Tag Archives: André Leon Talley

LOULOU DE LA FALAISE

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“This book is an oral biography of Paris fashion between the glittering years when Loulou was the light between all the characters.” — André Leon Talley

Christopher Petkanis LOULOU & YVES: THE UNTOLD STORY OF LOULOU DE LA FALAISE AND THE HOUSE OF SAINT LAURENT is a massive oral history centered around the life and times of YSL muse and employee Loulou de la Falaise.

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Among the voices heard from in the book are those of Cecil Beaton, Diana Vreeland, Thadée Klossowski, Robert Mapplethorpe, Helmut Newton, Hubert de Givenchy, Manolo Blahnik, Maxime de la Falaise, Diane von Furstenberg, Marianne Faithfull, Nicky Haslam, Elsa Peretti, Betty Catroux, John Richardson, Kenneth Jay Lane, Alber Elbaz, Christian Louboutin, Grace Coddington, Ben Brantley, Jane Ormsby Gore, Bruce Chatwin, Amy Fine Collins, Patrick Bauchau, Lady Annabel Goldsmith, Pierre Bergé, Talley, and Loulou herself.

See: us.macmillan.com/book

Top: Marina Schiano, Loulou de la Falaise, Yves Saint Laurent, and Steve Rubell at the Opium launch party, New York City, 1978.

Above: Thadée Klossowski, Paloma Picasso, and YSL. Polaroid by Andy Warhol.

Below: YSL and de la Falaise.

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ANDRÉ LEON TALLEY AT LACMA

“The late seventies, when André Leon Talley came into his own, is the period when designers like Yves Saint Laurent and Halston produced the clothes that Talley covered at the beginning of his career at WWD, clothes often described as glamorous. It is the period referred to in the clothes being produced now by designers like Marc Jacobs and Anna Sui. ‘It was a time when I could take Diana Vreeland and Lee Radziwill to a LaBelle concert at the Beacon and it wouldn’t look like I was about to mug them,” Talley says.

Daniela Morera, a correspondent for Italian Vogue, has a different recollection. ‘André was privileged because he was a close friend of Mrs. Vreeland’s,’ she says. ‘Black people were as segregated in the industry as they are now… André enjoyed a lot of attention from whites because he was ambitious and amusing. He says it wasn’t bad because he didn’t know how bad it was for other blacks in the business. He was successful because he wasn’t a threat. He’ll never be an editor-in-chief… No matter that André’s been the greatest crossover act in the industry for quite some time. Like forever.’ ” — Hilton Als, 1994*

Talley—Anna Wintour’s legendary right hand man—has been captured on film in Kate Novack’s new documentary THE GOSPEL ACCORDING TO ANDRÉ, presented this week by Film Independent at LACMA. The director and her subject will be on hand for a conversation after the screening.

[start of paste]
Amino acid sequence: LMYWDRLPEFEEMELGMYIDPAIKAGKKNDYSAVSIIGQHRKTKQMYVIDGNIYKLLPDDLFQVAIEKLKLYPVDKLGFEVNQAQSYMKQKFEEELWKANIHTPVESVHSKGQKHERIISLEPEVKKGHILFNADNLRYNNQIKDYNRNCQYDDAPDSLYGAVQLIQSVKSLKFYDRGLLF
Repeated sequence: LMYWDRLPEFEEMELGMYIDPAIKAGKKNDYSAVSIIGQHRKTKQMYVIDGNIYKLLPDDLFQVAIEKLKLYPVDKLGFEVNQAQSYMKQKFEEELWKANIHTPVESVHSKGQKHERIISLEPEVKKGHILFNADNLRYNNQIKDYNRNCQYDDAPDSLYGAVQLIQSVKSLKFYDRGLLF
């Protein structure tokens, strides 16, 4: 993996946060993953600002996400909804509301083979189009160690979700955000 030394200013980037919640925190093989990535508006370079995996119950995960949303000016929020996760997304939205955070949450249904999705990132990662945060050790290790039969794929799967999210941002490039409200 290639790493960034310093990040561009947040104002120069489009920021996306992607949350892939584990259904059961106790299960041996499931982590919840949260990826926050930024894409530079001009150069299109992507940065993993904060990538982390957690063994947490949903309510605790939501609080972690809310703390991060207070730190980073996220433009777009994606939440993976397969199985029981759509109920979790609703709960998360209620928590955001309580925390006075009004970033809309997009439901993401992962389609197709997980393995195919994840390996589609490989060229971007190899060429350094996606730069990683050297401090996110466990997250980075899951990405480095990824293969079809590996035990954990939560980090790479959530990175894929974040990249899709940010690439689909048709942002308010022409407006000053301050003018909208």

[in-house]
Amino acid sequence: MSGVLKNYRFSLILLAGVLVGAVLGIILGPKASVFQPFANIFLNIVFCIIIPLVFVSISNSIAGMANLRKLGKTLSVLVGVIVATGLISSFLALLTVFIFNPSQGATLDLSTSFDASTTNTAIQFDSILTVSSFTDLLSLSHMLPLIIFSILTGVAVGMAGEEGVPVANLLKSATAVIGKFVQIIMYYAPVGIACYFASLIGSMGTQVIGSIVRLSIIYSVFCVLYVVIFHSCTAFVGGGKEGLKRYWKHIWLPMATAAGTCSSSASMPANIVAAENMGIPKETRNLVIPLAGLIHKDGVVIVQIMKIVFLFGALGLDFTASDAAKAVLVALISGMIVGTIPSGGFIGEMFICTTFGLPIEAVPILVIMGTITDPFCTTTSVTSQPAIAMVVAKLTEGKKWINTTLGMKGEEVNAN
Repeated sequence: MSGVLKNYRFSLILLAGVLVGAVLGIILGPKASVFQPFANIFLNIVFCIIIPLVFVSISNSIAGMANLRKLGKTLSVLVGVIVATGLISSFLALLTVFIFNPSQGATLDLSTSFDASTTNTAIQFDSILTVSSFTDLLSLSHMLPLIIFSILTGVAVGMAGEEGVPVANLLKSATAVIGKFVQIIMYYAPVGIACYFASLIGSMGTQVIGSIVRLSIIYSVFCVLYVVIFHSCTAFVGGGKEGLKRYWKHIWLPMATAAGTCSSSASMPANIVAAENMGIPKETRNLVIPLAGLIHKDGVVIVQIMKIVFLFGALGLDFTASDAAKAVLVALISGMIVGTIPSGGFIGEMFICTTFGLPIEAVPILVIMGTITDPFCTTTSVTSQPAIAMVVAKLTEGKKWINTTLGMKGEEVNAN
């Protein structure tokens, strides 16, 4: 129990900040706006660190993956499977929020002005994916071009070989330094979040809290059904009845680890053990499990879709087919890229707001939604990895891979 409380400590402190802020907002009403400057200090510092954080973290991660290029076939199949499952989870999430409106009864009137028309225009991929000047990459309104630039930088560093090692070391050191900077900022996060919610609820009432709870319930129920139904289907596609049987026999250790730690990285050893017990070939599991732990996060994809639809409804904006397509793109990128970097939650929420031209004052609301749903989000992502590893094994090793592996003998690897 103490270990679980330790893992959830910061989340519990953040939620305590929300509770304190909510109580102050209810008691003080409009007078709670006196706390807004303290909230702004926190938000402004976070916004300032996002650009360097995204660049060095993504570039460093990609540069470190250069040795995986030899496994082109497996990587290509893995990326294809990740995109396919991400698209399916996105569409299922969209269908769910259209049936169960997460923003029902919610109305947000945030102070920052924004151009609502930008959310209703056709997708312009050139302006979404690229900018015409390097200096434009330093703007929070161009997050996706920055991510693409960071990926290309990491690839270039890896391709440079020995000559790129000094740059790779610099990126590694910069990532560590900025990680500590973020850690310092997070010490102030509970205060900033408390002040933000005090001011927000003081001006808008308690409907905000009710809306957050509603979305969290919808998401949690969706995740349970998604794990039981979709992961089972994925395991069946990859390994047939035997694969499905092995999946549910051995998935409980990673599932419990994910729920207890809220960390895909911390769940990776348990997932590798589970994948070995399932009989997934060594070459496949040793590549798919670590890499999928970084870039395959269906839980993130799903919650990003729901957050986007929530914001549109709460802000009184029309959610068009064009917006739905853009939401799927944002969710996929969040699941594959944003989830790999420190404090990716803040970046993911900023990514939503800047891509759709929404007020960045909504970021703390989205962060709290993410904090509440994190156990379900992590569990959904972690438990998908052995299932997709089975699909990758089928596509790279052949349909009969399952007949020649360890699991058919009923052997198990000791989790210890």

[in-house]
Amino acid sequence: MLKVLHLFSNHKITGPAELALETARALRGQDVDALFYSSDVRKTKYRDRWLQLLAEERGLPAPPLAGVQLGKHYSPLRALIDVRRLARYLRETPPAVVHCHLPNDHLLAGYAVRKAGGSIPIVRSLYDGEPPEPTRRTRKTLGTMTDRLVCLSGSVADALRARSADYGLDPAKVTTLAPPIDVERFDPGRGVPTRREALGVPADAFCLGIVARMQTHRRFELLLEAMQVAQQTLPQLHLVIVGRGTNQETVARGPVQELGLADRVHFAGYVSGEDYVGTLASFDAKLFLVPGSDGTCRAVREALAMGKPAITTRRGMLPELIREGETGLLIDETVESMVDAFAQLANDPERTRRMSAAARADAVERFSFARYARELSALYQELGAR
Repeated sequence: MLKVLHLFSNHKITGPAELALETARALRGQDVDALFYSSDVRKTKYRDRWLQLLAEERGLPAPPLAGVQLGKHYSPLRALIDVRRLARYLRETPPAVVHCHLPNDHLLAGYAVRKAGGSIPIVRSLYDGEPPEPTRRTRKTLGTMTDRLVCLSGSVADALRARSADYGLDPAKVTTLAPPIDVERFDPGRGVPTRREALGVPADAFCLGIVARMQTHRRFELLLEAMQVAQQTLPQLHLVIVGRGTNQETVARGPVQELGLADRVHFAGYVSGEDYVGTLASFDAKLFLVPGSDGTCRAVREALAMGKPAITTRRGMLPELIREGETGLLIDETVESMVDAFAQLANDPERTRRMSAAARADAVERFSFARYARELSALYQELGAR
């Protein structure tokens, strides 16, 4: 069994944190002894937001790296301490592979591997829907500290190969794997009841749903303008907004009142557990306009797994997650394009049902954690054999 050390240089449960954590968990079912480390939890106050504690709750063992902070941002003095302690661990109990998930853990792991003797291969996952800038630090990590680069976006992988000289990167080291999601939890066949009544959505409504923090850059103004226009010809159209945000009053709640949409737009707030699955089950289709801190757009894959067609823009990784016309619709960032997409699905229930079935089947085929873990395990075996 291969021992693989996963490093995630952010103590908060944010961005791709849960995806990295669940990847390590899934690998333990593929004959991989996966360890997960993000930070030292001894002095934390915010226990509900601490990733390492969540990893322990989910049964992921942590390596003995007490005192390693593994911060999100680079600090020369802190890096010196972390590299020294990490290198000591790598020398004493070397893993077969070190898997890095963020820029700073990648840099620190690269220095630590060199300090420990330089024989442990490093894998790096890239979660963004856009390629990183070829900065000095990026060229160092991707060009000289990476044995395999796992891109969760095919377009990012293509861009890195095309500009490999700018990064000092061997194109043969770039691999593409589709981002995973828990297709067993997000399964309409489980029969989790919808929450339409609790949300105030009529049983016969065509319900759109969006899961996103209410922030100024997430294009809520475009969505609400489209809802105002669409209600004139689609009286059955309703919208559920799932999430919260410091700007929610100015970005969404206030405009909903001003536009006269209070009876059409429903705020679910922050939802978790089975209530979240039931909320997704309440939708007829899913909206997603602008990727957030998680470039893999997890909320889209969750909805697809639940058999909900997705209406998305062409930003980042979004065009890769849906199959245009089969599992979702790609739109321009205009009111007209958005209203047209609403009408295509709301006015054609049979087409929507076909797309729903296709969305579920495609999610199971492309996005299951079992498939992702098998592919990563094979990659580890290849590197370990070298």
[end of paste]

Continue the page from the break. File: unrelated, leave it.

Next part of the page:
ANDRÉ LEON TALLEY and KATE NOVACK—

THE GOSPEL ACCORDING TO ANDRÉ

Thursday, May 10, at 7:30.

LACMA, Bing Theater

5905 Wilshire Boulevard, Los Angeles.

* Hilton Als, “The Only One,” The New Yorker, November 7, 1994, 110. (Reprinted in Als’ White Girls, 2013.)

Top: André Leon Talley and Yves Saint Laurent. Image credit: Getty.

Middle: Talley and Diana Ross dancing at Studio 54, circa 1979. Photograph by Sonia Moskowitz/Getty Images.

Below: Diana Vreeland and André Leon Talley working at the Costume Institute at the Metropolitan Museum of Art in New York City. The model is Marlene Dietrich in the show Romantic and Glamorous Hollywood Design, 1974. Photograph by Bill Cunningham.

HILTON ALS IN CONVERSATION

“We’re staying together for the kids’ sake.

“That’s the first lie of the family. It’s never for the kids’ sake. Why has no mother, including Hamlet’s own, not admitted to her libidinal impulses, saying this crazy-ass dick or uncontrollable freak works for me, I could never do what he does in the world, be so out of control, terrible and boundaryless, I’m a woman, confined by my sex, prohibited from acting out because other lives, my children’s lives, depend on me, but still there’s my husband acting out for me, what a thrill as he crashes against the cage of my propriety.” – Hilton Als*

The great New Yorker critic and astringent profiler of Dorothy Dean and André Leon Talley will be in town this week for a wide-ranging public conversation with USC dramatic arts dean David Bridel and poet Mary-Alice Daniel.

 

THE FAIRINGS OF A LITERARY MIND—A CONVERSATION WITH HILTON ALS, Wednesday, February 7, at 7 pm.

JOYCE J. CAMMILLERI HALL, USC, 3620 McClintock Ave, Los Angeles.

visionsandvoices.usc.edu/event

* Hilton Als, “Tristes Tropiques,” in White Girls (San Francisco: McSweeney’s, 2013), 23.

Hilton Als.